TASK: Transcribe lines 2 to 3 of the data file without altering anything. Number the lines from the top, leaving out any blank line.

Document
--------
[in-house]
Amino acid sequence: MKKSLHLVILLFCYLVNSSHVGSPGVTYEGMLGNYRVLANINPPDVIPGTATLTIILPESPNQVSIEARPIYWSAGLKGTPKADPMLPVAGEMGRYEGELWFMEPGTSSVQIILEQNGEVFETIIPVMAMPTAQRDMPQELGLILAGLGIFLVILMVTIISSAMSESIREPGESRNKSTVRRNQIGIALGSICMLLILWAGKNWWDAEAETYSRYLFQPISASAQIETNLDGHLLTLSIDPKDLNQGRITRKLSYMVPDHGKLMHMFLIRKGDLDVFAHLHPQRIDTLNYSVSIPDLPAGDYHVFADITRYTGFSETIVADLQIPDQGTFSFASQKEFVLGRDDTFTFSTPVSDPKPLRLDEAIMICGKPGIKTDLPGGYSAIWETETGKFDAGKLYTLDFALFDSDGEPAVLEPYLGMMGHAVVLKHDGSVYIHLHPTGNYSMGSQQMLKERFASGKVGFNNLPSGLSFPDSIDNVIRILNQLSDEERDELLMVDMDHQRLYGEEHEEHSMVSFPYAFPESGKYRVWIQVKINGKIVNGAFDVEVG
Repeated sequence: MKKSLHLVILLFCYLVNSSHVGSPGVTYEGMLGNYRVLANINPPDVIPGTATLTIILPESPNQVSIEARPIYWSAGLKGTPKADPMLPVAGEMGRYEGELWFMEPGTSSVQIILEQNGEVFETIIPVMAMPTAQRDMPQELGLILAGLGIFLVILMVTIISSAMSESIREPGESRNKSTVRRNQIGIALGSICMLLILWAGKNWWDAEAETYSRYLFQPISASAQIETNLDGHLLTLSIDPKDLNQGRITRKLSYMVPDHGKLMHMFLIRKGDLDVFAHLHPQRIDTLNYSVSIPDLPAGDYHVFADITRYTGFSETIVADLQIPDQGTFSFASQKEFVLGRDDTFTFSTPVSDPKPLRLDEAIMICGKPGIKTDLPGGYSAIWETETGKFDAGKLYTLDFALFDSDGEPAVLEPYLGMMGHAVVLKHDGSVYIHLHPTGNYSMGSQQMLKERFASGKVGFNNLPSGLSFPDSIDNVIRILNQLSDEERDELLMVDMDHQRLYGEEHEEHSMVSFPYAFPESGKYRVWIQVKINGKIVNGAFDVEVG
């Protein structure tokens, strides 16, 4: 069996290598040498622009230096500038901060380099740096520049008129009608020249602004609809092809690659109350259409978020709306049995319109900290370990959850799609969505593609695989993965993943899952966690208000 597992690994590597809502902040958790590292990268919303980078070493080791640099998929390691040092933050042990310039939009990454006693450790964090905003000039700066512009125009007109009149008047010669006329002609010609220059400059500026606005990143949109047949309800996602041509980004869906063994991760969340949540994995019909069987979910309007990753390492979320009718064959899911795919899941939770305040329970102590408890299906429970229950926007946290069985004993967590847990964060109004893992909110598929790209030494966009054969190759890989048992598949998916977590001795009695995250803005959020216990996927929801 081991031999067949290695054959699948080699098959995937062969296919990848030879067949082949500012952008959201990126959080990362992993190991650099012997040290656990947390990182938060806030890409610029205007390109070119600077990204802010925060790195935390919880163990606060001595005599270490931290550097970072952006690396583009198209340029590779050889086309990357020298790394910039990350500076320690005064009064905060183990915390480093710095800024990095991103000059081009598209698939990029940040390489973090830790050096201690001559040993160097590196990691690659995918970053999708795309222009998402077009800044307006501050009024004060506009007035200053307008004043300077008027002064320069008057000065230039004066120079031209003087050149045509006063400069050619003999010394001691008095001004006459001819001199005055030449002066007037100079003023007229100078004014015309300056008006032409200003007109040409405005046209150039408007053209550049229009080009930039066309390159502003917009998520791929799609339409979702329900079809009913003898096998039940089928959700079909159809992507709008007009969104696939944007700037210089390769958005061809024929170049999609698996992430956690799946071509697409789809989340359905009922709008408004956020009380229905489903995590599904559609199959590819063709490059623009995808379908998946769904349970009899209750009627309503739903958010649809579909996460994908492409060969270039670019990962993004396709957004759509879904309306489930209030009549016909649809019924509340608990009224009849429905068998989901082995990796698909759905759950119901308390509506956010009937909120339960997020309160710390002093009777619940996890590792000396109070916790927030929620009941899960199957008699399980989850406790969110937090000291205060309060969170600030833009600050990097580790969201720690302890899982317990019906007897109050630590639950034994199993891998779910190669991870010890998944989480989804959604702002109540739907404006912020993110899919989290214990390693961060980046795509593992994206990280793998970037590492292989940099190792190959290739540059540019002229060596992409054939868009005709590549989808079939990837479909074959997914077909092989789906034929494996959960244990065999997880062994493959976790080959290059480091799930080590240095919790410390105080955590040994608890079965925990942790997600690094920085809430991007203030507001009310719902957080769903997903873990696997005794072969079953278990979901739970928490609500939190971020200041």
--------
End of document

Amino acid sequence: MKKSLHLVILLFCYLVNSSHVGSPGVTYEGMLGNYRVLANINPPDVIPGTATLTIILPESPNQVSIEARPIYWSAGLKGTPKADPMLPVAGEMGRYEGELWFMEPGTSSVQIILEQNGEVFETIIPVMAMPTAQRDMPQELGLILAGLGIFLVILMVTIISSAMSESIREPGESRNKSTVRRNQIGIALGSICMLLILWAGKNWWDAEAETYSRYLFQPISASAQIETNLDGHLLTLSIDPKDLNQGRITRKLSYMVPDHGKLMHMFLIRKGDLDVFAHLHPQRIDTLNYSVSIPDLPAGDYHVFADITRYTGFSETIVADLQIPDQGTFSFASQKEFVLGRDDTFTFSTPVSDPKPLRLDEAIMICGKPGIKTDLPGGYSAIWETETGKFDAGKLYTLDFALFDSDGEPAVLEPYLGMMGHAVVLKHDGSVYIHLHPTGNYSMGSQQMLKERFASGKVGFNNLPSGLSFPDSIDNVIRILNQLSDEERDELLMVDMDHQRLYGEEHEEHSMVSFPYAFPESGKYRVWIQVKINGKIVNGAFDVEVG
Repeated sequence: MKKSLHLVILLFCYLVNSSHVGSPGVTYEGMLGNYRVLANINPPDVIPGTATLTIILPESPNQVSIEARPIYWSAGLKGTPKADPMLPVAGEMGRYEGELWFMEPGTSSVQIILEQNGEVFETIIPVMAMPTAQRDMPQELGLILAGLGIFLVILMVTIISSAMSESIREPGESRNKSTVRRNQIGIALGSICMLLILWAGKNWWDAEAETYSRYLFQPISASAQIETNLDGHLLTLSIDPKDLNQGRITRKLSYMVPDHGKLMHMFLIRKGDLDVFAHLHPQRIDTLNYSVSIPDLPAGDYHVFADITRYTGFSETIVADLQIPDQGTFSFASQKEFVLGRDDTFTFSTPVSDPKPLRLDEAIMICGKPGIKTDLPGGYSAIWETETGKFDAGKLYTLDFALFDSDGEPAVLEPYLGMMGHAVVLKHDGSVYIHLHPTGNYSMGSQQMLKERFASGKVGFNNLPSGLSFPDSIDNVIRILNQLSDEERDELLMVDMDHQRLYGEEHEEHSMVSFPYAFPESGKYRVWIQVKINGKIVNGAFDVEVG